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May 2009 Issue

Kenneth Davis, MD, professor of surgery, and his wife, Johnie, recently gave $10,000 in seed money to create The Oxley Fund, an endowed fund within the Marilyn Gaston Scholars Program at the UC College of Medicine.
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Surgery Professor's Gift Helps Secure Future of Minority Medical Students

By Angela Koenig
Published May 2009

When you sit on the College of Medicine admissions committee, you get to see the best and brightest candidates looking to UC as their first choice for medical school.


You also get to see them walk away due to lack of financial means, says UC professor of surgery Kenneth Davis, MD, who along with his wife, Johnie, recently provided $10,000 in seed money for The Oxley Fund, named for Lucy Oxley, the first African-American to earn a medical degree at UC in 1935.


The Oxley Fund is an endowment fund within the Marilyn Hughes Gaston Scholars Program at the College of Medicine. The Gaston Scholars Program was established in 1999 to provide scholarships for admitted students at the College of Medicine who come from groups that traditionally have been underrepresented in the community of physicians and who have expressed an interest in practicing in a location that traditionally has been medically underserved.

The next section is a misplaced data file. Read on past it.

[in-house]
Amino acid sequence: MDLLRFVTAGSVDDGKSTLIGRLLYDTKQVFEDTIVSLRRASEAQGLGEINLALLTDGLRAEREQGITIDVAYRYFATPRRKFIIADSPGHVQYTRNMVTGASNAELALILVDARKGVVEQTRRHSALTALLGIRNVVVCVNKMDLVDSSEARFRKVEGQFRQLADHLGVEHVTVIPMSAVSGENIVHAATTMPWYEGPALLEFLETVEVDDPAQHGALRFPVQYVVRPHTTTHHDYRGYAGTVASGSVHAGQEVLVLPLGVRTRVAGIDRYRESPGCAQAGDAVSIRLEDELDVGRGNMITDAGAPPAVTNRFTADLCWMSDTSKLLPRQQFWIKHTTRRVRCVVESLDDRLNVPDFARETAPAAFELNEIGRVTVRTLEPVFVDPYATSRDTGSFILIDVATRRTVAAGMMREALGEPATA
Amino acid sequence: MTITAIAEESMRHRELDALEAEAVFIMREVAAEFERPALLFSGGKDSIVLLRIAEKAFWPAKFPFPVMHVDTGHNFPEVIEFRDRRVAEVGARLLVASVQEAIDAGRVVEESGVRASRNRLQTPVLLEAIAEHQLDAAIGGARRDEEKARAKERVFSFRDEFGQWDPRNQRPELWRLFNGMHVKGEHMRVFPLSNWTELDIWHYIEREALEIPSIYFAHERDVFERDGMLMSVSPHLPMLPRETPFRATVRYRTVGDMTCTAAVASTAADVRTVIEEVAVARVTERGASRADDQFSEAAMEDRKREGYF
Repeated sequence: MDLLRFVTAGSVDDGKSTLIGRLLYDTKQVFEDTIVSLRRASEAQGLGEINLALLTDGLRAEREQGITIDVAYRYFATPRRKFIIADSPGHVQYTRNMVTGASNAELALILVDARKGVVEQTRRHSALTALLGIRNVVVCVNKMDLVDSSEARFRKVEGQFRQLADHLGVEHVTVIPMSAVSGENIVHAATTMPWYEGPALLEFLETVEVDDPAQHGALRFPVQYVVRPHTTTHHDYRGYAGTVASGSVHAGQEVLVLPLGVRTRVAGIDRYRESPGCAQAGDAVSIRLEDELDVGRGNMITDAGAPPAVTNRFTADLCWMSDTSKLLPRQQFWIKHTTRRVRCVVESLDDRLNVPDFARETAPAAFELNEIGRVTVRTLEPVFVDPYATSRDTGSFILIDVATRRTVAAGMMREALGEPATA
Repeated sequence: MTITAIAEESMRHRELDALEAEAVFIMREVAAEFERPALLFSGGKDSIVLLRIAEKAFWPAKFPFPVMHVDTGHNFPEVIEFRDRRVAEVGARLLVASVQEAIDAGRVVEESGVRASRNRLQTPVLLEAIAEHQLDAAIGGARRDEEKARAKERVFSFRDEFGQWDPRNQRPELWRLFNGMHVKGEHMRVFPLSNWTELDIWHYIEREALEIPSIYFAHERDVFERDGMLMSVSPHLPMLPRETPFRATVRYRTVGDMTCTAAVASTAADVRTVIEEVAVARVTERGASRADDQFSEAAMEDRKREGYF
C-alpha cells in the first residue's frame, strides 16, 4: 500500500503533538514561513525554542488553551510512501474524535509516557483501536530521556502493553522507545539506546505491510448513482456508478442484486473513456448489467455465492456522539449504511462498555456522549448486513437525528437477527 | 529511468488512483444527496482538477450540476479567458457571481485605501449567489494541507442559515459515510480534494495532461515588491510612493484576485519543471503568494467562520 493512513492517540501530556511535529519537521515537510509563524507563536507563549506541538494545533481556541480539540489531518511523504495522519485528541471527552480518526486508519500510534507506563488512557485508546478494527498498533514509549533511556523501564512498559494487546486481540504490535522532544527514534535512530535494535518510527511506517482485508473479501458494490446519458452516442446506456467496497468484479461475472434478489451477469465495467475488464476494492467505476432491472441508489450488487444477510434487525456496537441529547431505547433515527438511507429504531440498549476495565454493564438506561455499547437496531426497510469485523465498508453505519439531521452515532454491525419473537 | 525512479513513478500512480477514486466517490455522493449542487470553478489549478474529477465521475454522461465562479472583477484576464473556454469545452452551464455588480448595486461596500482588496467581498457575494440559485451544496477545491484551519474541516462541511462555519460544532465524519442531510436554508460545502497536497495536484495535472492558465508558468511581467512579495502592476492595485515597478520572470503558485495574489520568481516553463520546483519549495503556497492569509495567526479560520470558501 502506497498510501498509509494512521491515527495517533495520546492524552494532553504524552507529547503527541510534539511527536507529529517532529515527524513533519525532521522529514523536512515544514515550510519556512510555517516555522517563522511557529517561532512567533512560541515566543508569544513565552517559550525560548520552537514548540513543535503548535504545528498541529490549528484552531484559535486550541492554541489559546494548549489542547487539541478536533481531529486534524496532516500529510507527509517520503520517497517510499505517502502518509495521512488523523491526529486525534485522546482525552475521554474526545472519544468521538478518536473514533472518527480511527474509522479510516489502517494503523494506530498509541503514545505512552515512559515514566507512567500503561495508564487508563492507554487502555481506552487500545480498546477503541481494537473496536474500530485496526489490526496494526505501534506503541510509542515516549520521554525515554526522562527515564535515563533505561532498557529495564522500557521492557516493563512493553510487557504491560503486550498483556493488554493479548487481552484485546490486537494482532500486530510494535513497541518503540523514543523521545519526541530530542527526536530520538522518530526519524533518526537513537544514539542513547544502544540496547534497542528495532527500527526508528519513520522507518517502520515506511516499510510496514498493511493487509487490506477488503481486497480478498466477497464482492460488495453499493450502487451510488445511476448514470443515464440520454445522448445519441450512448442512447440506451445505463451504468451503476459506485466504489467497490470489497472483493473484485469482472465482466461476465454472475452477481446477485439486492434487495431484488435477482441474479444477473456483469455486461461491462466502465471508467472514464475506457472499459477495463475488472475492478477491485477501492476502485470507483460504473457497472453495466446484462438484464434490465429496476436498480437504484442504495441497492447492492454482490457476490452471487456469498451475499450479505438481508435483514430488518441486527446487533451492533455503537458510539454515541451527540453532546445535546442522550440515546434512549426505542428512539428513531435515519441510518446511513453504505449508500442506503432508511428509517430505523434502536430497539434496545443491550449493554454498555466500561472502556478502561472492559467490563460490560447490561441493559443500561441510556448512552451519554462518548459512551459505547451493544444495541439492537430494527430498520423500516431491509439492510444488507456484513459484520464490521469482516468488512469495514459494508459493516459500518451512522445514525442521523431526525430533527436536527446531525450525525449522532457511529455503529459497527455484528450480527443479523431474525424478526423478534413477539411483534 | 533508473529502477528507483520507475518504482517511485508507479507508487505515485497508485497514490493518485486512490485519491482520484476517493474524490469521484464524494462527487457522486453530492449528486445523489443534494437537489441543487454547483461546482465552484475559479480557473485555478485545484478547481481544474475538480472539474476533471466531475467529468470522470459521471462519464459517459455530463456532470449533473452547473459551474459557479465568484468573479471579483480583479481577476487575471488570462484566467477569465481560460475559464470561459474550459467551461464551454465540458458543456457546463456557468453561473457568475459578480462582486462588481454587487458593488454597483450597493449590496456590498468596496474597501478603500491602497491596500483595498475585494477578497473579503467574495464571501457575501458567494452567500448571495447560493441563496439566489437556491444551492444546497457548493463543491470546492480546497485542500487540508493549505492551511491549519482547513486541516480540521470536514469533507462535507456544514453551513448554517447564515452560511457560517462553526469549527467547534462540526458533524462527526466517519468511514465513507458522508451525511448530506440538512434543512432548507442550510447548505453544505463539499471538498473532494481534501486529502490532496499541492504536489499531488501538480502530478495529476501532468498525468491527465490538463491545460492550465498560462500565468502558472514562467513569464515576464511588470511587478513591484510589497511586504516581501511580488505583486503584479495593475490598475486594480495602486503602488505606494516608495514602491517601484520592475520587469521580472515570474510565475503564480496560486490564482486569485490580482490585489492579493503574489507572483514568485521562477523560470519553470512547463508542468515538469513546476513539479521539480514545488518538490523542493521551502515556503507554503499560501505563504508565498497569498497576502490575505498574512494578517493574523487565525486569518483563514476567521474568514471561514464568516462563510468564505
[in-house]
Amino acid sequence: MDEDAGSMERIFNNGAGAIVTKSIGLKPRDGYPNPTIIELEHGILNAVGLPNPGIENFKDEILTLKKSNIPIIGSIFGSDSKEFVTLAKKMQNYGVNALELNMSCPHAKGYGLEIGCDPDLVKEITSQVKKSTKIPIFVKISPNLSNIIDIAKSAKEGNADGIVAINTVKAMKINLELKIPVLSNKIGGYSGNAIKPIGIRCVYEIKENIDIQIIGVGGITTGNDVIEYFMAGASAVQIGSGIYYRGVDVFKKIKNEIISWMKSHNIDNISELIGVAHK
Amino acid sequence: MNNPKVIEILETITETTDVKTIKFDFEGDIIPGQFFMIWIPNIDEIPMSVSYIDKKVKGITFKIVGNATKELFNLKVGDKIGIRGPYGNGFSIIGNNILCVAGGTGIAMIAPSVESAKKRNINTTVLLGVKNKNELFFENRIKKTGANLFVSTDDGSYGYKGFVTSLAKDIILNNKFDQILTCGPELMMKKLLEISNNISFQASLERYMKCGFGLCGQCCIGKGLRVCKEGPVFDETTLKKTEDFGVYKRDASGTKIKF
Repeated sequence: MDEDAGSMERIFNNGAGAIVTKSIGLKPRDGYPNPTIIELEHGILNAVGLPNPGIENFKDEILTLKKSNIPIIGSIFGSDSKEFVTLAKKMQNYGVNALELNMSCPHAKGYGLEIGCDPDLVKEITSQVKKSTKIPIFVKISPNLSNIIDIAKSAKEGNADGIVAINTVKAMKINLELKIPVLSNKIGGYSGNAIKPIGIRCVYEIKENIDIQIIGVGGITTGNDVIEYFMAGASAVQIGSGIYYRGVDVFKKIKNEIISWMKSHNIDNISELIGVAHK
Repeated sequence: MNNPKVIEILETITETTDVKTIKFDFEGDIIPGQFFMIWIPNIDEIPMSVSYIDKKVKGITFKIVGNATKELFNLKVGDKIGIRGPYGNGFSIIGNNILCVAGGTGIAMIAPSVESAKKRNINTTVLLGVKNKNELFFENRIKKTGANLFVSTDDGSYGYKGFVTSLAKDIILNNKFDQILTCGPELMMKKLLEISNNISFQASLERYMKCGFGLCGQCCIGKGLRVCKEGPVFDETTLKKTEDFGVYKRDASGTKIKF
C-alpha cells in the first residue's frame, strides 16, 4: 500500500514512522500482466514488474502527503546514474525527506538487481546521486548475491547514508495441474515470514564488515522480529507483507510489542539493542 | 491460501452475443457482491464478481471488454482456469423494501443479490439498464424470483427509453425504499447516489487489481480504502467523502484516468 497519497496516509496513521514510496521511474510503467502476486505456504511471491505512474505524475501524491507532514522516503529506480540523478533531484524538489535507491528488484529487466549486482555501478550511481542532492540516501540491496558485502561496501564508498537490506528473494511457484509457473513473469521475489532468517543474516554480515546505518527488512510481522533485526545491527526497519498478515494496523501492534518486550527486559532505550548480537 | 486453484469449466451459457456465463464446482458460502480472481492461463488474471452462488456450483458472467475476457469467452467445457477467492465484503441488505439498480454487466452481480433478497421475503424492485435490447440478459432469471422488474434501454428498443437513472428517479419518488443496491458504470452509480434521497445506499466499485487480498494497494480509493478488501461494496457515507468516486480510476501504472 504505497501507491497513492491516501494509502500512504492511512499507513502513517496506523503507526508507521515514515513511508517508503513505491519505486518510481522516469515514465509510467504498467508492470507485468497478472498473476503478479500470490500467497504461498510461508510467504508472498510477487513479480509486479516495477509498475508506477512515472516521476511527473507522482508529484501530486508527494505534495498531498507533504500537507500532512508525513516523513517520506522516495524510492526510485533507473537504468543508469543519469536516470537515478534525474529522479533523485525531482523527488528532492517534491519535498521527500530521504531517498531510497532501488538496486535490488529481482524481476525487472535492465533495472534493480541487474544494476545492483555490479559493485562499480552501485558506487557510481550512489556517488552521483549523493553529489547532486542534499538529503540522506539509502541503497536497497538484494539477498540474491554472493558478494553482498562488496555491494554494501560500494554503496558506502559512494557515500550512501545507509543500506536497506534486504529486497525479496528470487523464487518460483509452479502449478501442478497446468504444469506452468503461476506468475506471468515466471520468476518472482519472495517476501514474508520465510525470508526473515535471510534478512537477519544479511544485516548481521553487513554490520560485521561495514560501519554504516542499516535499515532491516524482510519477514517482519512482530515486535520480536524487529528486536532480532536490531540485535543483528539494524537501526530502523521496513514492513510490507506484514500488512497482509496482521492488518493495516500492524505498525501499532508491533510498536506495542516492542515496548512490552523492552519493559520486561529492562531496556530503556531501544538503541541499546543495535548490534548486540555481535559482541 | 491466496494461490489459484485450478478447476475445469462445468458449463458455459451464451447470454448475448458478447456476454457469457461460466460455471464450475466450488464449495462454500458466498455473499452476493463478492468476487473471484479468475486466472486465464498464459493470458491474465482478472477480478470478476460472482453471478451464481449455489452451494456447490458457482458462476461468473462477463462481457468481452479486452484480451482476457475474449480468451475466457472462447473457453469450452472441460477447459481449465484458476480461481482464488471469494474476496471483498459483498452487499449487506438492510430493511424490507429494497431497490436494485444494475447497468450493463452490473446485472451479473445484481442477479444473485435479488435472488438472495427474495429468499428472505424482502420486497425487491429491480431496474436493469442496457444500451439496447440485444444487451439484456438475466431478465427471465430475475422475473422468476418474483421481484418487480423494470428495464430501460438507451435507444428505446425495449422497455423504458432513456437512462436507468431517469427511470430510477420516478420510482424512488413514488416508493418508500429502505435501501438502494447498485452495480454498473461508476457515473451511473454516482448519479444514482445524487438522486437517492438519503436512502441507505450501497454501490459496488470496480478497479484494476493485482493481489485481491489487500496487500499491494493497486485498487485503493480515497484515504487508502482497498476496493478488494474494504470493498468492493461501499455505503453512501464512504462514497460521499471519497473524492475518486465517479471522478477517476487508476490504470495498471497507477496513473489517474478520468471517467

“What I’ve seen is a lot of students who liked it here … they liked the supportive environment and the atmosphere, but chose not to attend because they got financial aid someplace else,” says Davis, who has served on the admissions committee at least a dozen times during his 25 years at UC.


“We wanted to do more than just talk about it,” he says of the decision he and Johnie made to originate the scholarship and rally support for it to become an endowed scholarship, meaning funds are generated by the interest on the principal.


Johnie says their call to action came because: “People aren’t fully aware of the cost of a medical education these days. Graduating with a lot of debt can determine where and how a person practices; and if we want to increase the numbers of underrepresented medical professionals in underserved communities, we must be willing to help alleviate that financial burden.”


According to UC Foundation development director Dawn Perrin, who worked with the Davises to establish the fund, UC fails to matriculate about two-thirds of African-American applicants each year who have been admitted due to the lack of scholarship support.


“Dr. and Mrs. Davis are to be commended for their leadership in looking to change this disparity,” says Perrin.


To learn more about the fund, call Perrin at (513) 558-2304 or e-mail To make a gift to UC and support your area of interest, visit the UC Foundation campaign Web site at or call (513) 556-6781. 

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